Daniel Levy is RUINING Harry Kane’s career

Carlo Garganese

Anyone who watched Harry Kane for England against Hungary on Tuesday evening will tell you that the Tottenham striker is struggling badly right now.

Kane was way off the pace throughout the 1-1 draw and incredibly had only 19 touches of the ball.

His first touch was poor and he squandered a golden chance just before being substituted on 76 minutes, slicing horribly high and wide.

Kane’s performance summed up what has been a miserable start to the 2021-22 campaign for the striker.

Although he has scored five goals in three games in Europe, these strikes can be pretty much disregarded so low is the standard of the UEFA Europa Conference League.

Indeed, in the Premier League, Kane has been incredibly disappointing.

The forward has no goals and no assists in his six appearances and has looked a shadow of the world-class striker that has scored well over 200 club goals over the last seven seasons.

While it is true that Kane’s physiology means that he often starts seasons slowly – it took until 2018 for him to score in August – we are now in the middle of October.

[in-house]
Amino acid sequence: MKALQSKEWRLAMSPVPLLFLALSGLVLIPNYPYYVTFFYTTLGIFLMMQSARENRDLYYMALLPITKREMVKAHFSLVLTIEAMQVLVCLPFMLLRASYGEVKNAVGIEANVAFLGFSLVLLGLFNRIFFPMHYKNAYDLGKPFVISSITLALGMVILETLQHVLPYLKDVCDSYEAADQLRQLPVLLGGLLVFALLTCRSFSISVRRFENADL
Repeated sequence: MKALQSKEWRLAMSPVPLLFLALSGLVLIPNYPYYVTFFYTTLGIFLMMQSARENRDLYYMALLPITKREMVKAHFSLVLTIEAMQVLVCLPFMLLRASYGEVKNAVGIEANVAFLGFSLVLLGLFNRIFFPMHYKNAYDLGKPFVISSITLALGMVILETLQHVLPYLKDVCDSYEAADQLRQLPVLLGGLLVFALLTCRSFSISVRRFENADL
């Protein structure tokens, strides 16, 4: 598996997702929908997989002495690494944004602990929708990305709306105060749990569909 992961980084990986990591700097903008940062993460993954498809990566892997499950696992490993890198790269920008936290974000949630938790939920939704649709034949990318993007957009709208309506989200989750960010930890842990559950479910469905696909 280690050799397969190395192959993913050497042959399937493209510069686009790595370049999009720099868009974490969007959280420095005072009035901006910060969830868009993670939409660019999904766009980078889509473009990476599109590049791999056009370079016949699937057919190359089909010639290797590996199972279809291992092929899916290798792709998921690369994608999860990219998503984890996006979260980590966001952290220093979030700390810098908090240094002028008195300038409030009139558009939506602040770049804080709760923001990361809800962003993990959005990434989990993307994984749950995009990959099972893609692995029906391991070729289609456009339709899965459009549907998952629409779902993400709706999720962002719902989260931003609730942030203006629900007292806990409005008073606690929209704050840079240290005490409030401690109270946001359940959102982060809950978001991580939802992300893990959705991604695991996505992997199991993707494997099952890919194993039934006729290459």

Harry Kane should not be playing this badly over two months into the new season.

Is Kane’s poor form because he is unhappy at Tottenham?

Is this poor form a direct result of his failed transfer to Manchester City this past summer?

Manchester City were very public in their desire to sign Harry Kane this summer in a €100 million-plus deal and it was a transfer that the striker was desperate to make.

However, Tottenham chairman Daniel Levy would not sell, even reportedly refusing to pick up the phone to hear Man City’s offer.

This led to the attacker allegedly not turning up for training for the best part of a week, although the Euro 2020 star denies he refused to train.

Whatever the truth, Kane’s body language paints a picture of a player who, at least subconsciously, would prefer to be elsewhere.

Kane will soon start scoring goals again for Spurs but he knows that he can’t improve any further in north London.

In fact, at the age of 28, and with Tottenham’s squad deteriorating under Nuno Espirito Santo, he can only decline from here.

Kane knows that Tottenham have no hope of competing for major honours, while even returning to the Champions League looks difficult this season.

Set to turn 29 next year, he still has won no silverware in his career, which is a crying shame for such a top player.

Will he still get the chance to join one of football’s superpowers next summer, one year before his thirtieth birthday?

Who is going to pay the crazy money that Levy will demand…that’s if Levy even picks up the phone and entertains the offer?

Kane’s levels of motivation can’t be too high right now, knowing that he is at a club where he can’t progress, let alone win anything.

You wouldn’t blame him for thinking that Daniel Levy is ruining his career.